• For example, a parent might say to their child, “I will always be your guardian and keep you safe.”
  • A friend might offer to be a guardian for another friend in a dangerous situation, saying, “I’ll watch out for you and make sure you’re okay.”
  • In a professional context, a security guard might serve as a guardian for a building or property, ensuring its safety and preventing unauthorized access.

34. Be a patron

To be a patron means to support and promote someone or something, often financially. It involves providing resources or assistance to help someone or something thrive.

  • For instance, a person might say, “I am a patron of the arts and support local artists and galleries.”
  • A business owner might be a patron of a local charity, donating money or resources to support their cause.
  • In the digital age, individuals can be patrons of content creators by subscribing to their channels or supporting them on platforms like Patreon.
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35. Be a sponsor

To be a sponsor means to provide financial support to someone or something. It involves contributing funds or resources to help someone achieve a goal or pursue an opportunity.

  • For example, a company might sponsor a sports team, providing funds for equipment and uniforms.
  • A person might sponsor a student’s education, covering their tuition fees and expenses.
  • In the entertainment industry, a brand might sponsor a concert or event, providing financial support in exchange for promotional opportunities.

36. Be of aid

This phrase means to offer support or assistance to someone in need.

  • For example, “Can you be of aid in carrying these boxes?”
  • A person might say, “I’ll be of aid in organizing the event.”
  • In a team setting, someone might ask, “Can you be of aid in completing this task?”

37. Assist with

This phrase means to provide assistance or support in completing a specific task or activity.

  • For instance, “Can you assist with setting up the equipment?”
  • A person might say, “I’ll assist with the presentation.”
  • In a group project, someone might ask, “Who can assist with researching this topic?”

38. Be a crutch

This phrase means to depend on someone or something for assistance or support, often to an excessive or unhealthy extent.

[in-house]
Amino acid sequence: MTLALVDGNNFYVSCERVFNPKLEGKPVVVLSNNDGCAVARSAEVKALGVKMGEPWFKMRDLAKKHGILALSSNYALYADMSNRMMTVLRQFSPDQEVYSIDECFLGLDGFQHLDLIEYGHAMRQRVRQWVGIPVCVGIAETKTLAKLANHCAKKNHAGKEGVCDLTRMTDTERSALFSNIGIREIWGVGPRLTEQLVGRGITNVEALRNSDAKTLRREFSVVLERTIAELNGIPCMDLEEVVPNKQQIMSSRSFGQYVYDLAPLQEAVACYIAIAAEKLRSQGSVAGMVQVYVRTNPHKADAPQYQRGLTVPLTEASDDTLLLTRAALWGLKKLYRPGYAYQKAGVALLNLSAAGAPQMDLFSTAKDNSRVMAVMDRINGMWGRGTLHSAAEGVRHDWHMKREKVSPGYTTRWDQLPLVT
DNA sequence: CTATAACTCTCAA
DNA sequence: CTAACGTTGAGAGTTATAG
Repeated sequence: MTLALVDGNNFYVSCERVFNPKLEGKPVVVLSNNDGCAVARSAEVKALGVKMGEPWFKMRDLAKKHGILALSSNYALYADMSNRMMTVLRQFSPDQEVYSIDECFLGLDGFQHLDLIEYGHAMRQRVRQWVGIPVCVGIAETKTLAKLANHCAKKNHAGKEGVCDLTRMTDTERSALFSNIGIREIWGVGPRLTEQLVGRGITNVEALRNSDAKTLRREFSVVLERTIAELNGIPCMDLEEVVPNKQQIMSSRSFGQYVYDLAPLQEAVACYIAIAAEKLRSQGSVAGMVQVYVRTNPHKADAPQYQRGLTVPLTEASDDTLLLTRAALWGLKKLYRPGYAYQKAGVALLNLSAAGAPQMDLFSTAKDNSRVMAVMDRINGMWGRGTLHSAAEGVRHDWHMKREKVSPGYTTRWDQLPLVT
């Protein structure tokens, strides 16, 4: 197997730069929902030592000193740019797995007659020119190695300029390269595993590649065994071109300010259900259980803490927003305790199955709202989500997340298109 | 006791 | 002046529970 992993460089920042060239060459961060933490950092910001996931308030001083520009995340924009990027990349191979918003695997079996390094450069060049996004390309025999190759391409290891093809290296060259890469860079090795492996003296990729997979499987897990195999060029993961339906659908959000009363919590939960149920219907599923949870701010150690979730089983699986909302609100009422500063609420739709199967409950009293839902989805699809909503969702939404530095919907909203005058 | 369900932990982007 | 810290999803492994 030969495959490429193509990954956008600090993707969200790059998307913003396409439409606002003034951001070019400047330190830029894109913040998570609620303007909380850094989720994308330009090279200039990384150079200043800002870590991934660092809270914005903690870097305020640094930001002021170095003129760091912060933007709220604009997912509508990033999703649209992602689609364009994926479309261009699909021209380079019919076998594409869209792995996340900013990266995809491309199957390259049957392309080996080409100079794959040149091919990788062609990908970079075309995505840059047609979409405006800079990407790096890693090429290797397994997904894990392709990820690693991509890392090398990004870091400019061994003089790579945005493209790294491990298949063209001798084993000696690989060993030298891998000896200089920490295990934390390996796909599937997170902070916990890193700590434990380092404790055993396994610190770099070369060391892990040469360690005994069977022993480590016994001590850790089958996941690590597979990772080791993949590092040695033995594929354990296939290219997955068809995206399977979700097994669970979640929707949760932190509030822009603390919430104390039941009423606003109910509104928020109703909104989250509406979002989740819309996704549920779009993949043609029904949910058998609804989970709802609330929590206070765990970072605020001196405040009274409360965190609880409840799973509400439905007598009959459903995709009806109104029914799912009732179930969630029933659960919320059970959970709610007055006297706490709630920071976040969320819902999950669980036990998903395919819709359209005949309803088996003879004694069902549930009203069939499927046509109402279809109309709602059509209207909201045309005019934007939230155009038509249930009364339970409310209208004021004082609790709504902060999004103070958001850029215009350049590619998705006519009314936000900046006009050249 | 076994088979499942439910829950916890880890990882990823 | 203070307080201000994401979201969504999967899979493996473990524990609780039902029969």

• For example, “She’s always been a crutch for him during difficult times.”
  • A person might say, “Don’t be a crutch for him, let him learn to stand on his own.”
  • In a relationship, someone might express, “I don’t want to be a crutch for her emotional well-being.”

39. Be a guiding hand

This phrase means to provide guidance or support to someone, often in a mentorship or leadership role.

  • For instance, “He was a guiding hand in helping me navigate my career.”
  • A person might say, “I’ll be a guiding hand in helping you through this difficult situation.”
  • In a team project, someone might ask, “Can you be a guiding hand in coordinating everyone’s efforts?”

40. Stand by

This phrase means to be prepared and available to offer help or support when needed.

  • For example, “I’ll stand by in case you need any assistance.”
  • A person might say, “I’ll always stand by you, no matter what.”
  • In a crisis situation, someone might ask, “Can you stand by and be ready to provide support?”

41. Be someone’s wingman

Being someone’s wingman means assisting and supporting them in their efforts to attract or pursue a romantic interest.

  • For example, if your friend is interested in someone at a party, you might say, “I’ll be your wingman and introduce you to them.”
  • In a conversation about dating, someone might ask, “Who wants to be my wingman tonight?”
  • A person might thank their friend by saying, “Thanks for being an awesome wingman last night!”

42. Be someone’s right-hand man

Being someone’s right-hand man means being their most trusted and reliable assistant or supporter, often in a professional or important role.

  • For instance, in a business setting, a CEO might say, “John is my right-hand man. I rely on him for everything.”
  • In a discussion about teamwork, someone might mention, “Every leader needs a strong right-hand man.”
  • A person might express their gratitude by saying, “I couldn’t have achieved this without my right-hand man.”

43. Be a support system

Being a support system means offering emotional or practical assistance to someone in need, often during challenging times.

  • For example, if a friend is going through a tough breakup, you might say, “I’m here for you. I’ll be your support system.”
  • In a conversation about mental health, someone might emphasize the importance of having a strong support system.
  • A person might express their appreciation by saying, “Thank you for being my rock and support system.”

44. Be a role model

Being a role model means being a positive example for others to look up to and follow, often in terms of behavior, values, or achievements.

  • For instance, a teacher might say, “I strive to be a role model for my students.”
  • In a discussion about leadership, someone might mention the importance of being a role model for their team.
  • A person might express their admiration by saying, “You’re such a great role model. I look up to you.”